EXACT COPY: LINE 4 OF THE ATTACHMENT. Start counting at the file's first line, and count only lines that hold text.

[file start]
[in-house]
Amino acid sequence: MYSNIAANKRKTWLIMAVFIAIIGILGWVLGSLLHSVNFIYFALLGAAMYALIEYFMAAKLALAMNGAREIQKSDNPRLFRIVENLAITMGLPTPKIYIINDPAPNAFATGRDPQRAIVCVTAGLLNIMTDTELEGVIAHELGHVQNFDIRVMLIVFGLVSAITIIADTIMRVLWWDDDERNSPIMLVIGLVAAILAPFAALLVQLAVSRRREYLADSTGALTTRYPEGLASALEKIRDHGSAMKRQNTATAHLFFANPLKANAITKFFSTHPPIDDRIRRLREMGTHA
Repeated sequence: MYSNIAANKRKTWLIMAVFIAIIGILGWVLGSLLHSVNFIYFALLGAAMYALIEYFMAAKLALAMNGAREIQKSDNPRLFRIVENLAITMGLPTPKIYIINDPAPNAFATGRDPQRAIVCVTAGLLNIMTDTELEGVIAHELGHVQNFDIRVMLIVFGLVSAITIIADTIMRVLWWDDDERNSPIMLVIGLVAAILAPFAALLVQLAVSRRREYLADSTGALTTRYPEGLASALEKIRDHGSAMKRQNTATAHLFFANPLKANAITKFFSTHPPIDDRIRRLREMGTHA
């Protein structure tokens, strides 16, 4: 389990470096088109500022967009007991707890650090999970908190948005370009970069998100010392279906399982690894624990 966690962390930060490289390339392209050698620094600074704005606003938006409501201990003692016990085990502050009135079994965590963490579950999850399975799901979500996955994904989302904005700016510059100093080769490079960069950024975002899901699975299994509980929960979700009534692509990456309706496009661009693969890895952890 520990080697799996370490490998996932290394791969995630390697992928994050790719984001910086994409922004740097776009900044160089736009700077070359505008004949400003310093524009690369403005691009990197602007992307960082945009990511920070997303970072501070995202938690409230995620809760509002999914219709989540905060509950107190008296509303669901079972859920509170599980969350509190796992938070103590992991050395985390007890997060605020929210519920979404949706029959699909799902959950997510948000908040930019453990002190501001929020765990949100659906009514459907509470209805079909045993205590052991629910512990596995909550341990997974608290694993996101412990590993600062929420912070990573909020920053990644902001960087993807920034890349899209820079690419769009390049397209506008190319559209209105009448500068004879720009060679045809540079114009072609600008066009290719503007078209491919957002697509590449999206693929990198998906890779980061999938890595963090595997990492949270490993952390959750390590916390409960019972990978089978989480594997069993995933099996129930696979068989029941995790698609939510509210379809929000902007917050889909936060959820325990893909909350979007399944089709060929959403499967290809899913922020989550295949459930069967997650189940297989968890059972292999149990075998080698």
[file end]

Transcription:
């Protein structure tokens, strides 16, 4: 389990470096088109500022967009007991707890650090999970908190948005370009970069998100010392279906399982690894624990 966690962390930060490289390339392209050698620094600074704005606003938006409501201990003692016990085990502050009135079994965590963490579950999850399975799901979500996955994904989302904005700016510059100093080769490079960069950024975002899901699975299994509980929960979700009534692509990456309706496009661009693969890895952890 520990080697799996370490490998996932290394791969995630390697992928994050790719984001910086994409922004740097776009900044160089736009700077070359505008004949400003310093524009690369403005691009990197602007992307960082945009990511920070997303970072501070995202938690409230995620809760509002999914219709989540905060509950107190008296509303669901079972859920509170599980969350509190796992938070103590992991050395985390007890997060605020929210519920979404949706029959699909799902959950997510948000908040930019453990002190501001929020765990949100659906009514459907509470209805079909045993205590052991629910512990596995909550341990997974608290694993996101412990590993600062929420912070990573909020920053990644902001960087993807920034890349899209820079690419769009390049397209506008190319559209209105009448500068004879720009060679045809540079114009072609600008066009290719503007078209491919957002697509590449999206693929990198998906890779980061999938890595963090595997990492949270490993952390959750390590916390409960019972990978089978989480594997069993995933099996129930696979068989029941995790698609939510509210379809929000902007917050889909936060959820325990893909909350979007399944089709060929959403499967290809899913922020989550295949459930069967997650189940297989968890059972292999149990075998080698």